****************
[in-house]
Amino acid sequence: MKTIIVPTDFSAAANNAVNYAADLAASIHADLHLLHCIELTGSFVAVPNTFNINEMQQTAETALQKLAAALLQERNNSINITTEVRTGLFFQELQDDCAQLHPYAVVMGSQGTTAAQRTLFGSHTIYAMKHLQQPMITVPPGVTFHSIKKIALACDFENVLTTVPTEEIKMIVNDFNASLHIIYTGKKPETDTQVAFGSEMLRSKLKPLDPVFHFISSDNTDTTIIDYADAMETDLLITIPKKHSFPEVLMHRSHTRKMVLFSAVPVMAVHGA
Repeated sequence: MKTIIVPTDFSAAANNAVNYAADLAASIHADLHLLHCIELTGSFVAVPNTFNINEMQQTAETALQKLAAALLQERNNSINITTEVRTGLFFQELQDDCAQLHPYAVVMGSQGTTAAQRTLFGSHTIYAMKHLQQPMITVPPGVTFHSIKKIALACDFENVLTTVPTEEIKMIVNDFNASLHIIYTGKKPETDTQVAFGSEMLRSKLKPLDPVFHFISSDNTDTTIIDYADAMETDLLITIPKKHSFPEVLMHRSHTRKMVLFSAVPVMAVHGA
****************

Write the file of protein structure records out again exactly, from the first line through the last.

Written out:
[in-house]
Amino acid sequence: MKTIIVPTDFSAAANNAVNYAADLAASIHADLHLLHCIELTGSFVAVPNTFNINEMQQTAETALQKLAAALLQERNNSINITTEVRTGLFFQELQDDCAQLHPYAVVMGSQGTTAAQRTLFGSHTIYAMKHLQQPMITVPPGVTFHSIKKIALACDFENVLTTVPTEEIKMIVNDFNASLHIIYTGKKPETDTQVAFGSEMLRSKLKPLDPVFHFISSDNTDTTIIDYADAMETDLLITIPKKHSFPEVLMHRSHTRKMVLFSAVPVMAVHGA
Repeated sequence: MKTIIVPTDFSAAANNAVNYAADLAASIHADLHLLHCIELTGSFVAVPNTFNINEMQQTAETALQKLAAALLQERNNSINITTEVRTGLFFQELQDDCAQLHPYAVVMGSQGTTAAQRTLFGSHTIYAMKHLQQPMITVPPGVTFHSIKKIALACDFENVLTTVPTEEIKMIVNDFNASLHIIYTGKKPETDTQVAFGSEMLRSKLKPLDPVFHFISSDNTDTTIIDYADAMETDLLITIPKKHSFPEVLMHRSHTRKMVLFSAVPVMAVHGA